Here’s a lesson for a board of directors: never let a few setbacks deter you from giving your chief executive a raise, however modest. Consider Johnson & Johnson ceo Bill Weldon. Despite a breathtaking number of recalls spanning nearly every corner of the health care behemoth - over-the-counter meds, contact lenses, syringes, hip replacement devices - he received a 3 percent pay hike. His new base salary is $1.92 million, up from $1.86 million, according to a filing with the US Securities and Exchange Commission.

Feb 25
The health care giant just can’t seem to do anything right. On top of all the quality-control problems that have led to tens of millions of product recalls for over-the-counter meds, syringes, contact lenses and hip replacement devices, now Johnson & Johnson is recalling more than 660,000 Sudafed packages because the labeling has an extra ‘not’ in the instructions. Really.

Hall Of Shame ; Pfizer
Feb 25
Two years ago, Pfizer trumpted a deal in which Aurobindo, a large supplier of active pharmaceutical ingredients that is based in India, would make a few dozen generic meds for the brand-name drugmaker. The move was part of a grand plan to expand into generics with lower manufacturing costs and revive growth as patents on big-selling, brand-name meds began expiring.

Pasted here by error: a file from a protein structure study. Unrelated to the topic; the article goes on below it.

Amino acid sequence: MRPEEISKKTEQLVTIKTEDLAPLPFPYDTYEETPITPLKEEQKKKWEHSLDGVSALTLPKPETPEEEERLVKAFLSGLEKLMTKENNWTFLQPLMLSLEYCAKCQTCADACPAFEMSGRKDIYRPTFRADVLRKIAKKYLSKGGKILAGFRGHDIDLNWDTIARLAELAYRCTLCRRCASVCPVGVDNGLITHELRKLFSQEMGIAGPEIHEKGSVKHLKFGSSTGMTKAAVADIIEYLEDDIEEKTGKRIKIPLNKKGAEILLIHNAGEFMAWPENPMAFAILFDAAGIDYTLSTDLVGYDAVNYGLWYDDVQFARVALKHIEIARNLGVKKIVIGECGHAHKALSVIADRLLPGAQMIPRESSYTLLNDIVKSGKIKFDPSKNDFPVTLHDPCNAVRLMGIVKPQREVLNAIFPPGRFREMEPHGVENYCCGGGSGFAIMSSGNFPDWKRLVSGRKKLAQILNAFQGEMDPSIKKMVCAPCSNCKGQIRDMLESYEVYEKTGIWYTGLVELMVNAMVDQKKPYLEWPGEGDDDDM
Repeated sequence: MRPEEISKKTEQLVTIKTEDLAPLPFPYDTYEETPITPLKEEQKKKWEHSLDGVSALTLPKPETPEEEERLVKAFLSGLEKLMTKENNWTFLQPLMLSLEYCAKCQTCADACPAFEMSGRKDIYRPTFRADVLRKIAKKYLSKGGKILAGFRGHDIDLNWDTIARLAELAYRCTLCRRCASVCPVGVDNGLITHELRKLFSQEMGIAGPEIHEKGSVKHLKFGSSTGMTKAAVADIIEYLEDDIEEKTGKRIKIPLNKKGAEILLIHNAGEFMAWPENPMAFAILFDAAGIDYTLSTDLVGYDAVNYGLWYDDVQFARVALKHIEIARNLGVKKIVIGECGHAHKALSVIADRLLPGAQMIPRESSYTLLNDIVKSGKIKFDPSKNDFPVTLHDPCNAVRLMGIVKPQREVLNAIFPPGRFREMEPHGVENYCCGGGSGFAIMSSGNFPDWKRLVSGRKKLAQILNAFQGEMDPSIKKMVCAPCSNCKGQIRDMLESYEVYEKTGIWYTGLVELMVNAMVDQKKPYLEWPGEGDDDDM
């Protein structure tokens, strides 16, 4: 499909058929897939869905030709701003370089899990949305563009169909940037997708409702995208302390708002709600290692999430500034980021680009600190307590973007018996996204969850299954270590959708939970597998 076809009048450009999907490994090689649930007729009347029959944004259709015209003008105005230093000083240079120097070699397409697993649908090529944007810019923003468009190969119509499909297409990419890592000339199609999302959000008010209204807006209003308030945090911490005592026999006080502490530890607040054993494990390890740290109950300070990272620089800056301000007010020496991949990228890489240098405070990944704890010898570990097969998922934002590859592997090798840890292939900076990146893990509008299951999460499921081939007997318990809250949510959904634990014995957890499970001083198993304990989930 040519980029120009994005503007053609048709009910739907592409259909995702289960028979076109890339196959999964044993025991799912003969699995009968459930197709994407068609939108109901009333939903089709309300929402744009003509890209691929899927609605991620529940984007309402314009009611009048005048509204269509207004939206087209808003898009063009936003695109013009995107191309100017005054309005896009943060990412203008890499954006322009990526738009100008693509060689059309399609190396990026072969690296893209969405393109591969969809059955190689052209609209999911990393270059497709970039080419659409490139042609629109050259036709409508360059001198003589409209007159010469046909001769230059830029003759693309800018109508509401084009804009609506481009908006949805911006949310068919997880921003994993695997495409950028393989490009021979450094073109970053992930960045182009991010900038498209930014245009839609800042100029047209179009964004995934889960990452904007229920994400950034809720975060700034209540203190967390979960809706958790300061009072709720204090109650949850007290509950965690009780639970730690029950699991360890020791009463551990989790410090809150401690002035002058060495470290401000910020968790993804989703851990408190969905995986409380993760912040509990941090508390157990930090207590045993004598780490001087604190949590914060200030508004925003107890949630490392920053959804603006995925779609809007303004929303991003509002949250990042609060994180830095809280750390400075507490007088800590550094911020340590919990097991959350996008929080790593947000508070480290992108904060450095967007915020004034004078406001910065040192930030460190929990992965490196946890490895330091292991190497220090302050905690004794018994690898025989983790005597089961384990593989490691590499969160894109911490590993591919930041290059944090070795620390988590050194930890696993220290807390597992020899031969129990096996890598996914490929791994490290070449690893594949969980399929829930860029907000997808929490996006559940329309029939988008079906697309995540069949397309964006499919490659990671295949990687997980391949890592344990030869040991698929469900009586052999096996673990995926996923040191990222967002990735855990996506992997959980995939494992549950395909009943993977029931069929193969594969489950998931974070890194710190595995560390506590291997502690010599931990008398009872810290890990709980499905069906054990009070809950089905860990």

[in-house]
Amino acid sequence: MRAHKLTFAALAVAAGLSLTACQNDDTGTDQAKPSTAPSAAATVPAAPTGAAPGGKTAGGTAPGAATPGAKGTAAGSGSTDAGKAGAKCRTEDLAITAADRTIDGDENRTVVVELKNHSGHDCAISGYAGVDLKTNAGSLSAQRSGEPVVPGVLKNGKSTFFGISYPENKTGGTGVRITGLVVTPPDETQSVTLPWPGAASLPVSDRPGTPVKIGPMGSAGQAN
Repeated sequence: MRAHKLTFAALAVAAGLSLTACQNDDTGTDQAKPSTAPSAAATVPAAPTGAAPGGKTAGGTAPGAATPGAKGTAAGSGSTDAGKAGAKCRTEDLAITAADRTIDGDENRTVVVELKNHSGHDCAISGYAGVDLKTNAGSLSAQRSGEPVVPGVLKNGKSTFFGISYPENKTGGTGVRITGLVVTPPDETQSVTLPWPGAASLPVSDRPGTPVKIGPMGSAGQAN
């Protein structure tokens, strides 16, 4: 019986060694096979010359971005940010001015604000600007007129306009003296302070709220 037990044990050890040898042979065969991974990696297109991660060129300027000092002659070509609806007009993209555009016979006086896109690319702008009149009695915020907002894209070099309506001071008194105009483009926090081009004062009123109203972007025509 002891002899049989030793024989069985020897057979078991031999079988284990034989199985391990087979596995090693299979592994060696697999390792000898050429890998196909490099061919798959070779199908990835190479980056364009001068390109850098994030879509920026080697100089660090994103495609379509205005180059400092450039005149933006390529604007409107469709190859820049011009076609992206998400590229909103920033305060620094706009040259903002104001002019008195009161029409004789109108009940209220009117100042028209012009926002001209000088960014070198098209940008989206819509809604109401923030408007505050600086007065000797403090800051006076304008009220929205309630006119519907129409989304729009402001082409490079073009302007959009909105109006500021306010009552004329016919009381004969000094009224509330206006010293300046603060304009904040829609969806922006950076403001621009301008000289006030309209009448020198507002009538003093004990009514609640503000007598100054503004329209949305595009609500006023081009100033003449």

Healthy You

Taking too many dietary supplements
Very little convincing evidence exists that shows supplements are important to slow or prevent illness, said Dr. Ann Zerr, Indiana University School of Medicine physician specializing in women's health.
Calcium and vitamin D are exceptions, and omega-3 fish oil supplements may be worthwhile, she added.
If you don't focus on fruits and vegetables and whole grains in your diet, then a multivitamin is probably a good idea, Zerr said. But taking other vitamin pills is expensive and unnecessary - and those that are fat-soluble can be harmful.

One alcoholic drink a day seems to be beneficial for the heart and for diabetes prevention, Zerr said. Women have less muscle mass than men, so their ability to metabolize alcohol is different, and they can't safely handle as much.

"I see a lot of professional women drink more than one alcoholic drink a day," she said. "More than one seems to increase the risk of head and neck cancers and liver irritation."
Drinks Companies Spread Liver Disease as Surely as Mosquitoes Do Malaria
Opinion Anna Gilmore, professor of public health at the University of Bath and the UK Centre for Tobacco Control Studies, and a Health Foundation clinician scientist; and Jeff Collin, director of the Global Public Health Unit at Edinburgh University (The Guardian, London, online, February 21, 2011)"While the government sees food and alcohol companies as partners in health policy, public health increasingly recognises them as vectors of disease. The vector concept, adapted from infectious disease control, is simple: liver disease and myriad other health and social problems are being spread by alcohol companies just as the mosquito vector spreads malaria. The conduct of these corporate vectors should therefore be studied and where necessary countered."
Complementary Medicine / Alternative Medicine News
Do Home Remedies for Hepatitis C Work?
February 28, 2011
Determining if home remedies for Hepatitis C actually work depends on which remedies are being used and what the treatment goal is.
Off The Cuff

In case you missed it.......